There are many initiatives a church or churches in an area can organise and run to meet needs in their community.
Some of these are courses e.g. parenting, that last for few weeks and can be run multiple times per year. Some are initiatives that require staff and/or volunteers to be involved up to 6 days a week.
Jubilee+ promotes 'community franchises'. These are initiatives that equip a church or churches in an area to enable different social issues to be addressed, for example, debt, crisis intervention, etc.. It avoids you reinventing the wheel and reduces the risk as the idea is proven.
Details are all on this site along with tips for getting started. We hope the information we provide will be a help.
We've grouped the franchise options for each social issue as you can see on the menu on the right, categorised as follows:
Crisis Intervention eg Foodbank,
Health and Disability
You can see these within the menu on the right.
Why have we created these categories?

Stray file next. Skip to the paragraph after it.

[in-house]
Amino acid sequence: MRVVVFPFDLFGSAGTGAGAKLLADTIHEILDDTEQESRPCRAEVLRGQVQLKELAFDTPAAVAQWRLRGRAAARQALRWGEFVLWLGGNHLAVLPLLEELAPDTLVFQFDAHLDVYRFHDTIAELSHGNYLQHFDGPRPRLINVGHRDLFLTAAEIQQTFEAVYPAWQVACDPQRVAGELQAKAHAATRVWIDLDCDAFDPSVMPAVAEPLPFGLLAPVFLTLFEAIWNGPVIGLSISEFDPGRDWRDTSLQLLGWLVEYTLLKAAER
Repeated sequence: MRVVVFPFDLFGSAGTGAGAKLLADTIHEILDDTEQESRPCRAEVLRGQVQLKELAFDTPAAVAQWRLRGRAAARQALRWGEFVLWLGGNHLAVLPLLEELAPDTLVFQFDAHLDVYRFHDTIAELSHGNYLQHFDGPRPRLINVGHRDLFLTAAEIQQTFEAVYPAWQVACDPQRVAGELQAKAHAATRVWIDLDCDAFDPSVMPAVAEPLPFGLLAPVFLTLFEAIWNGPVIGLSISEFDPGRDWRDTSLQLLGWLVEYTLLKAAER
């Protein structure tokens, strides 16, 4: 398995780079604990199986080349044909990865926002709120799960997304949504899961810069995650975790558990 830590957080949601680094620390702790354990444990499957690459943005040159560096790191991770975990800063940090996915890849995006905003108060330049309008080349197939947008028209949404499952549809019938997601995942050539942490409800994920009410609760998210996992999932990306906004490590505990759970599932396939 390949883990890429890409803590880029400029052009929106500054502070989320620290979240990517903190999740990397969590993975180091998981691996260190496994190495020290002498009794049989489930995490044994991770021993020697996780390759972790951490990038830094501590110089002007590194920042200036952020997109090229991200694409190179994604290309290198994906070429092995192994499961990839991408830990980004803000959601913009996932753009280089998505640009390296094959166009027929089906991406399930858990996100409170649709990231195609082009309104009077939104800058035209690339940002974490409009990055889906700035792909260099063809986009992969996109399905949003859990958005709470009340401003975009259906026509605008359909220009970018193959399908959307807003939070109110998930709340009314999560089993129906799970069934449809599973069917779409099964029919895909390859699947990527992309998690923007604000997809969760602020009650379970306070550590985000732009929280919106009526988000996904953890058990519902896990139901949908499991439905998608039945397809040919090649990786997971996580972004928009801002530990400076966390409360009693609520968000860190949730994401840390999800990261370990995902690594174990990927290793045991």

The Centre for Social Justice (CSJ) (www.centreforsocialjustice.org.uk) has published research into the ‘core’ reasons for poverty.
After more than 3,000 hours of public hearings, submissions from over 2,000 organisations across UK, two YouGov polls covering almost 50,000 people, interviews with over 800 people with a history of drug and alcohol problems and referencing nearly 600 sources of research and information, CSJ found there were 5 pathways to poverty:
1. Family breakdown.
2. Educational under achievement.
3. Worklessness and dependency.
Most people can cope with one or maybe two of the above but people suffering two or more end up trapped and need intervention to help them stand on their feet again.
It is important for churches to treat the ‘core’ reasons as well as helping in a crisis. If we treat just the symptoms e.g. re-offending, then the causes are still there to resurface.
To give you one example, if you have experienced family breakdown, you are; 75% more likely to fail at school, 70% more likely to be a drug addict and 50% more likely to have alcohol problems.
Read more within the publications at the CSJ site at http://www.centreforsocialjustice.org.uk/publications